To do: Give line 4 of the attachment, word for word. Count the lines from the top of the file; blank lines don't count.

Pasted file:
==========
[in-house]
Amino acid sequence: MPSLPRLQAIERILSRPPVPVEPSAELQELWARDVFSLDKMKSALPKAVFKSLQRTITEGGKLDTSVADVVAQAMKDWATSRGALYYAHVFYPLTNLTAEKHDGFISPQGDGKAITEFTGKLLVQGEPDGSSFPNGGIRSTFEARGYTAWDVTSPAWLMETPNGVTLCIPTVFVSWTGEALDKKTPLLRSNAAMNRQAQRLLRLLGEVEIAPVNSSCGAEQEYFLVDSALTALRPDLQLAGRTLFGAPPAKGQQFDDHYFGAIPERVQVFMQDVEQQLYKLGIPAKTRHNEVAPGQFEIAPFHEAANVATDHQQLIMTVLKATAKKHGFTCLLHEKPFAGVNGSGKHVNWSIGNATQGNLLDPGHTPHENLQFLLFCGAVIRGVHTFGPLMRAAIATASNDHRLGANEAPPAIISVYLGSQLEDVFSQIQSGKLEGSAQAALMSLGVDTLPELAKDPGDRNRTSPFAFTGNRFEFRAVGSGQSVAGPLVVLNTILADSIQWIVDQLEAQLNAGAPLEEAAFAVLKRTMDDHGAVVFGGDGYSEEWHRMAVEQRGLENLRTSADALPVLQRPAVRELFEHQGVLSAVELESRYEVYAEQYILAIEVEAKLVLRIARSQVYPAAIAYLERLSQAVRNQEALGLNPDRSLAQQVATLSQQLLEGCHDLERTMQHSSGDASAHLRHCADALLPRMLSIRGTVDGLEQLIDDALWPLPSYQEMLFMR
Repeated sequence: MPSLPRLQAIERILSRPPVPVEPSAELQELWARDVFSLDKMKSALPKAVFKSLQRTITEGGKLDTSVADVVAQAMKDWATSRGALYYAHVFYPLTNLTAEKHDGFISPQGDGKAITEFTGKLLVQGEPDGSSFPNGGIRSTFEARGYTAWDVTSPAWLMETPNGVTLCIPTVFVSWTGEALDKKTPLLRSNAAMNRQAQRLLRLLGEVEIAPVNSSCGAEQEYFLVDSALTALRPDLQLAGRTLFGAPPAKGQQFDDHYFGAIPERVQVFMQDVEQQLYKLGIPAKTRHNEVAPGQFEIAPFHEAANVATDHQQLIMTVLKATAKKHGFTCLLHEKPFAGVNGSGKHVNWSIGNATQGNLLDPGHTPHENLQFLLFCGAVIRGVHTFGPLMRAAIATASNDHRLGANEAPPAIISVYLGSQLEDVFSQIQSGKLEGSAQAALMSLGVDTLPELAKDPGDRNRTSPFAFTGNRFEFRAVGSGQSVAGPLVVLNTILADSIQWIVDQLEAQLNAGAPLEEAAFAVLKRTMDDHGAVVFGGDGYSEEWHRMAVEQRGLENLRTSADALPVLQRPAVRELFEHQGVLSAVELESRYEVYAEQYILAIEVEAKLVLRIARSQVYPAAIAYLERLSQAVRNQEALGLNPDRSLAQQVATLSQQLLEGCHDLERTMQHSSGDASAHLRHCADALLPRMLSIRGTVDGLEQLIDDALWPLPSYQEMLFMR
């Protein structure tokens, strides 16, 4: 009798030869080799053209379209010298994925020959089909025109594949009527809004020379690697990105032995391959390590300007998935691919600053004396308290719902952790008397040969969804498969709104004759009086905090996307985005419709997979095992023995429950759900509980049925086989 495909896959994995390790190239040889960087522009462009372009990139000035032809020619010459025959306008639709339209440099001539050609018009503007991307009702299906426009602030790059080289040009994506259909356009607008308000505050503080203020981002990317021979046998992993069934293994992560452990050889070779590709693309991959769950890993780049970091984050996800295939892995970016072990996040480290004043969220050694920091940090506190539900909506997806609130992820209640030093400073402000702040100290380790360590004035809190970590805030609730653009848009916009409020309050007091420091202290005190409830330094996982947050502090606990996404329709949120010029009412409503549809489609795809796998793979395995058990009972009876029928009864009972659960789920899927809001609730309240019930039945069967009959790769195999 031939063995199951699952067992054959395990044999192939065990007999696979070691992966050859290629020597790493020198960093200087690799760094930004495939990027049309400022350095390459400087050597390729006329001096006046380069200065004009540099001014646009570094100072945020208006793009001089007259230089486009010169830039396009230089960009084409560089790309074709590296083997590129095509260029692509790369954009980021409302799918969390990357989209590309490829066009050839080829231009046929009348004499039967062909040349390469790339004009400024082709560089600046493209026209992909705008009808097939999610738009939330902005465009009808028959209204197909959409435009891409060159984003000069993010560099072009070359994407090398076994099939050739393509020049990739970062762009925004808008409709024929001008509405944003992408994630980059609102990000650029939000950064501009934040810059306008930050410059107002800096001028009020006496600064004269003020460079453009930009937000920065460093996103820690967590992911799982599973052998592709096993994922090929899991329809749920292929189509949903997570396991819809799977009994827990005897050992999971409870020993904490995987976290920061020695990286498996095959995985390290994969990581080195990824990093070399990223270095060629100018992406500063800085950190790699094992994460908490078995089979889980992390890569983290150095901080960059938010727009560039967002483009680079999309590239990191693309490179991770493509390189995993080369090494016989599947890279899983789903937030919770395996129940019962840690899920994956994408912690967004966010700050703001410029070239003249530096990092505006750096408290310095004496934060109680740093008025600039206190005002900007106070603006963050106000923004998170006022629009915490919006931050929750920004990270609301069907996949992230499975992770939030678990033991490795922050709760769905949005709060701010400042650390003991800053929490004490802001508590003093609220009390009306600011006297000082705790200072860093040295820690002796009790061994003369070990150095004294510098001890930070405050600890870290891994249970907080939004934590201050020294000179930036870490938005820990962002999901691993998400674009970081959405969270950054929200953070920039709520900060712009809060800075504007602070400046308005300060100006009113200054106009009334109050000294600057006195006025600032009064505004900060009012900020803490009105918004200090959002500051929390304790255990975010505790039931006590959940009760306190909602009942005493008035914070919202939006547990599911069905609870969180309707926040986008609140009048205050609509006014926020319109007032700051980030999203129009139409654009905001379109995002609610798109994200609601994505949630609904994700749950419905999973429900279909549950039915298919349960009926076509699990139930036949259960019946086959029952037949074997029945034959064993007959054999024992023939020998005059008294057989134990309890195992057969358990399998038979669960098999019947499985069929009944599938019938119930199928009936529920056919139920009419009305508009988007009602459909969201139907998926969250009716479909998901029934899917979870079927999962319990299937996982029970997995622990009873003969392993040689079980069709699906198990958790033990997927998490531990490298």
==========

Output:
């Protein structure tokens, strides 16, 4: 009798030869080799053209379209010298994925020959089909025109594949009527809004020379690697990105032995391959390590300007998935691919600053004396308290719902952790008397040969969804498969709104004759009086905090996307985005419709997979095992023995429950759900509980049925086989 495909896959994995390790190239040889960087522009462009372009990139000035032809020619010459025959306008639709339209440099001539050609018009503007991307009702299906426009602030790059080289040009994506259909356009607008308000505050503080203020981002990317021979046998992993069934293994992560452990050889070779590709693309991959769950890993780049970091984050996800295939892995970016072990996040480290004043969220050694920091940090506190539900909506997806609130992820209640030093400073402000702040100290380790360590004035809190970590805030609730653009848009916009409020309050007091420091202290005190409830330094996982947050502090606990996404329709949120010029009412409503549809489609795809796998793979395995058990009972009876029928009864009972659960789920899927809001609730309240019930039945069967009959790769195999 031939063995199951699952067992054959395990044999192939065990007999696979070691992966050859290629020597790493020198960093200087690799760094930004495939990027049309400022350095390459400087050597390729006329001096006046380069200065004009540099001014646009570094100072945020208006793009001089007259230089486009010169830039396009230089960009084409560089790309074709590296083997590129095509260029692509790369954009980021409302799918969390990357989209590309490829066009050839080829231009046929009348004499039967062909040349390469790339004009400024082709560089600046493209026209992909705008009808097939999610738009939330902005465009009808028959209204197909959409435009891409060159984003000069993010560099072009070359994407090398076994099939050739393509020049990739970062762009925004808008409709024929001008509405944003992408994630980059609102990000650029939000950064501009934040810059306008930050410059107002800096001028009020006496600064004269003020460079453009930009937000920065460093996103820690967590992911799982599973052998592709096993994922090929899991329809749920292929189509949903997570396991819809799977009994827990005897050992999971409870020993904490995987976290920061020695990286498996095959995985390290994969990581080195990824990093070399990223270095060629100018992406500063800085950190790699094992994460908490078995089979889980992390890569983290150095901080960059938010727009560039967002483009680079999309590239990191693309490179991770493509390189995993080369090494016989599947890279899983789903937030919770395996129940019962840690899920994956994408912690967004966010700050703001410029070239003249530096990092505006750096408290310095004496934060109680740093008025600039206190005002900007106070603006963050106000923004998170006022629009915490919006931050929750920004990270609301069907996949992230499975992770939030678990033991490795922050709760769905949005709060701010400042650390003991800053929490004490802001508590003093609220009390009306600011006297000082705790200072860093040295820690002796009790061994003369070990150095004294510098001890930070405050600890870290891994249970907080939004934590201050020294000179930036870490938005820990962002999901691993998400674009970081959405969270950054929200953070920039709520900060712009809060800075504007602070400046308005300060100006009113200054106009009334109050000294600057006195006025600032009064505004900060009012900020803490009105918004200090959002500051929390304790255990975010505790039931006590959940009760306190909602009942005493008035914070919202939006547990599911069905609870969180309707926040986008609140009048205050609509006014926020319109007032700051980030999203129009139409654009905001379109995002609610798109994200609601994505949630609904994700749950419905999973429900279909549950039915298919349960009926076509699990139930036949259960019946086959029952037949074997029945034959064993007959054999024992023939020998005059008294057989134990309890195992057969358990399998038979669960098999019947499985069929009944599938019938119930199928009936529920056919139920009419009305508009988007009602459909969201139907998926969250009716479909998901029934899917979870079927999962319990299937996982029970997995622990009873003969392993040689079980069709699906198990958790033990997927998490531990490298």